Beaches, Buzios and a Brazilian Wedding

the beautiful bride and the next brides to be

Click to see the whole Photo Album

I left the Mediterranean for Brazil and thought I was going from Portugal to something similar, but not even the language seemed familiar when I landed in hot and humid South America. The attitude and energy changed even on the plane ride over, the friendly flirtatiousness slowly oozing out of the beautiful Brazilians on board. I landed in Rio´s international airport at 9pm and thought it would be too late to get to Buzios, a beach town 2 hours away, but the first driver I saw when I walked into the arrivals hall was a guy holding a sign with ‘BUZIOS TRANSFER.’ I walked past him and went outside to feel the warm sticky air again, and parked directly infront of me stood the Buzios bus. I figured it was a sign, so I went straight to Buzios.

I didnt have the address where my friends were staying and my phone conveniently didn´t work, so I arrived at 2:30 am with my backpack and wandered around the streets unsure where to go. There were many people still out partying and my friend in Rio had said to find my friends at Pacha nightclub… but Pacha was closed. I decided to go to the busiest bar with the biggest crowd, and spotted my friend Matt almost immediately, sitting at the bar with a glass of whisky and a Skol beer.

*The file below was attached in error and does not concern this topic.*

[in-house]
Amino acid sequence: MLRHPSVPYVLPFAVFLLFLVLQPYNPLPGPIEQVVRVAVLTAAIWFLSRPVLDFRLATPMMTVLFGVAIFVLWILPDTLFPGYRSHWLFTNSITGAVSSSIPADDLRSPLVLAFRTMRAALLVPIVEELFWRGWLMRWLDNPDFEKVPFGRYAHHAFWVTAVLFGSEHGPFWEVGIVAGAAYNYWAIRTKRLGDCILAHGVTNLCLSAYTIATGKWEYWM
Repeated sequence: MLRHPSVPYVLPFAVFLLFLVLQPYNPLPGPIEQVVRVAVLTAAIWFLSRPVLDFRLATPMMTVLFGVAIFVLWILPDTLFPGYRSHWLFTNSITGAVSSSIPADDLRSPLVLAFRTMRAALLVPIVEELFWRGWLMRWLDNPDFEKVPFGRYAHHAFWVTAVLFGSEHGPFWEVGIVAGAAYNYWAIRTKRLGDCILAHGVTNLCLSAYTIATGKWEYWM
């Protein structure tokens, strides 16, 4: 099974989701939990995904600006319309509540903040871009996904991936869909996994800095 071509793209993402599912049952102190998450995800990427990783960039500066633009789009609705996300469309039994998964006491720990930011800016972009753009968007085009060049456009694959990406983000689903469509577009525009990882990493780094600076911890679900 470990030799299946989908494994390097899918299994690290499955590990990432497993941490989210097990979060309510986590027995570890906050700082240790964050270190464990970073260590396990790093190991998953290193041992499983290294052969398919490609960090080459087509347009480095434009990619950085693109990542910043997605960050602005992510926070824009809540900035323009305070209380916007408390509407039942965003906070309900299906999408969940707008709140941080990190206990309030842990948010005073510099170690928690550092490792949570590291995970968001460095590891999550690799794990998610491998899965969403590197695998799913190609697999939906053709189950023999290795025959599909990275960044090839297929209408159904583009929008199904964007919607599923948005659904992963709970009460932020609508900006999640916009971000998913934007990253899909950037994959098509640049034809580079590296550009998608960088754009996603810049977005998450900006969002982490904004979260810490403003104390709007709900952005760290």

We spent 3 days exploring the beaches around Buzios, one day by means of a sand dune buggy, which would have come in really handy the one day we braved a sandstorm to get some beach time. The day we were on Geriba, we couldn´t really lay our sarongs on the ground because they were buried by blowing sand within minutes, and so were we if we tried to lay on them. We sat in beach chairs that blew over if we stood up, and our umbrella functioned more as a wind shelter than as shade.

We returned to Rio to meet a group of travelers all attending Mara and Rich´s wedding, two friends of mine from New York City. Our first night together, we gorged on caipirinhas and meat at the Porcao churrascaria, while torrential downpours flooded the city streets and drenched us to the bone in the 30 seconds we had to spend outside to get in and out of a taxi. It kept raining the following days, with only glimpses of sun phasing in and out during the day, so you had to time yourself really well to benefit from Ipanema or Copacabana´s near empty beaches.